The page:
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Oh, testing. How you are the bane of all teacher’s existence. I get it – your students need to do well. You rely on it, the school relies on it, the district relies on it, and the state relies on it. No pressure, right? Wrong. State testing is increasingly one of the most stressful times of a teacher’s year. Today I’m sharing my favorite tips for attempting to relieve a little bit of that testing insanity. Be sure to share your suggestions in the comment below!
Get your students excited for testing days!
They may not love taking the test, but they will love mints, fun pencils, and winning prizes! Every year during the
I also made sure to purchase my own FUN #2 pencils (approved by my principal) and then I would decorate them with silly stickers, pencil grippers, eraser toppers and I would give each student a heavy duty eraser! Before testing, I walked around with my bag of pencils and large erasers and let students choose 2 to use during that test. After testing, the pencils were immediately sharpened by a volunteer and then placed back into the bags for the next day of testing. It was simple, but it made testing a little more magical.
I also had no limit on how many mints students could consume while testing. If they wanted ten spearmints and five peppermints, they got them! I started off by giving students 2 of whichever flavor they wanted. But if they asked for more, later on, I would happily oblige. It’s the little things, y’all!
To see a little more of what our testing classroom looked like, check out my old blog post HERE. And snag these signs to throw up on your classroom wall! The new decor is always exciting!
Work hard, play hard
That’s pretty much been my motivation for life. I believe profoundly in both and strive to reach a healthy balance. I felt the same way for my students. We would work hard in the classroom, but with the understanding that we would get to do fun things as well. An extra recess here and there, lunch outside or in the classroom, a morning playing a team building game, etc. I made the most of our time together and let students know that they needed to as well. Being upfront about the schedule and rigor of the day, helped them prepare and adjust. It also meant we were preparing for tests from the start of the year. End of year tests should be as important as all other tests, and we would prepare as such! This meant that test-taking time was just another routine assessment. State tests don’t have to be stressful if your students feel prepared.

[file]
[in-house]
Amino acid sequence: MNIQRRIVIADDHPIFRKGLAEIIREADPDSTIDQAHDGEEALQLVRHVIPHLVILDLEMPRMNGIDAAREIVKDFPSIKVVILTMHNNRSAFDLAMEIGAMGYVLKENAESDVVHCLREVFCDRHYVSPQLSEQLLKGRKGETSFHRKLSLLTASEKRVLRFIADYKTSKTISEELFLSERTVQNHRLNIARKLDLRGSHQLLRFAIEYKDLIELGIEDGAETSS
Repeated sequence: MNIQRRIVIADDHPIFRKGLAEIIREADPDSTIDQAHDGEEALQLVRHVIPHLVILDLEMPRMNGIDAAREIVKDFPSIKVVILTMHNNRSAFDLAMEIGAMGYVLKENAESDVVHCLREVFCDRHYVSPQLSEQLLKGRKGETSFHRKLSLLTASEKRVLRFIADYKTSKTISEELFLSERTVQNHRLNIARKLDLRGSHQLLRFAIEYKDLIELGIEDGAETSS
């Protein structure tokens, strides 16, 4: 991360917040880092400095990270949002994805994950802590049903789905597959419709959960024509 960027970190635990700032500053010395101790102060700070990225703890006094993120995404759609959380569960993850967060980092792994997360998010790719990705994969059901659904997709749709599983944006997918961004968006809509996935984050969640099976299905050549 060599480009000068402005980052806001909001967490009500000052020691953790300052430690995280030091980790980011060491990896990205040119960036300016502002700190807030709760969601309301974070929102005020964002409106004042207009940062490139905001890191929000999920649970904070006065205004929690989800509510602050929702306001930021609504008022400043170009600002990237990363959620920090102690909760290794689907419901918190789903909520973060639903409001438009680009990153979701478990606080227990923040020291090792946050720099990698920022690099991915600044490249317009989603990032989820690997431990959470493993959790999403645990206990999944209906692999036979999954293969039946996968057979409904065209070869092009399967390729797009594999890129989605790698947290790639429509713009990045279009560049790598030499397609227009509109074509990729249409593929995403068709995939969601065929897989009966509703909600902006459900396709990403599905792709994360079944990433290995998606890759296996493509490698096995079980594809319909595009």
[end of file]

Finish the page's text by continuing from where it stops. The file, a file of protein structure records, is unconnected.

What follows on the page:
Preparing all year meant I needed high-quality materials! I couldn’t cruise through November without preparing my students for the Spring test. That did them (nor I) any favors. I made sure that my students were comfortable writing to prompts by creating a well thought out writing curriculum and systematic on-demand writing environment. I am in love with anything Lucy Calkins and even created my own writing units. By using a rigorous curriculum and periodic prompts, like these monthly test prep units from my store, I was able to get students comfortable answering any sort of writing prompt. It’s all about pacing and making sure students are faced with high expectations year round! A few months before the state test, I would gear them up with a little test prep unit, so that they could wrap their minds around what was expected of them.
I’ve been at schools with super involved parents and I’ve been at schools where parents are MIA. You’re always going to have a few of each, no matter where you teach! I’m not sure about you, but if I’m nervous, a little support from someone who cares about me goes a LONG way. The same goes for students. I would send home a letter to parents about 2-3 weeks before testing began asking them to send in a message for every day of testing. In Colorado, 5th graders had 14 tests to take. Insanity. So I asked for 14 different letters from student’s families. They could be pictures drawn by siblings, encouragement written by parents, scribbled notes from grandparents… anything. Then I would have them seal each letter up in an envelope with the student’s name on it and send them back into me in a Ziploc bag or large folder. Whatever students didn’t get all 14 letters or didn’t get any letters at all got letters from me, their previous teachers, their PE teacher, etc.! You can find more details about this in my Motivational Testing Letter + Note Freebie on TpT.
Do gimmicks drive anyone else insane? I had so many new students who would come in and try to write an essay based on OREO… but they wouldn’t have any idea what it stood for… or what type of prompt they should use OREO with. I firmly believe that teaching should be just that… teaching. Students don’t need “tricks” to learn. They need to see high-quality writing samples. They need to roll their sleeves up and look for author’s craft. They need to immerse themselves in other writers. They do not need to memorize another acronym. I fully believe that students get more confused when we try to simplify things for them. Just teach them what good writing should look like, continuously model it for them, and support them along the way! They’ll become students who LOVE to write… and what’s more motivational than that?
If you’re still with me, THANKS! I know this post was a mouthful. I would love to hear your tips and tricks during the testing season! Please leave them in the comments below so we can all grow and support our kiddos!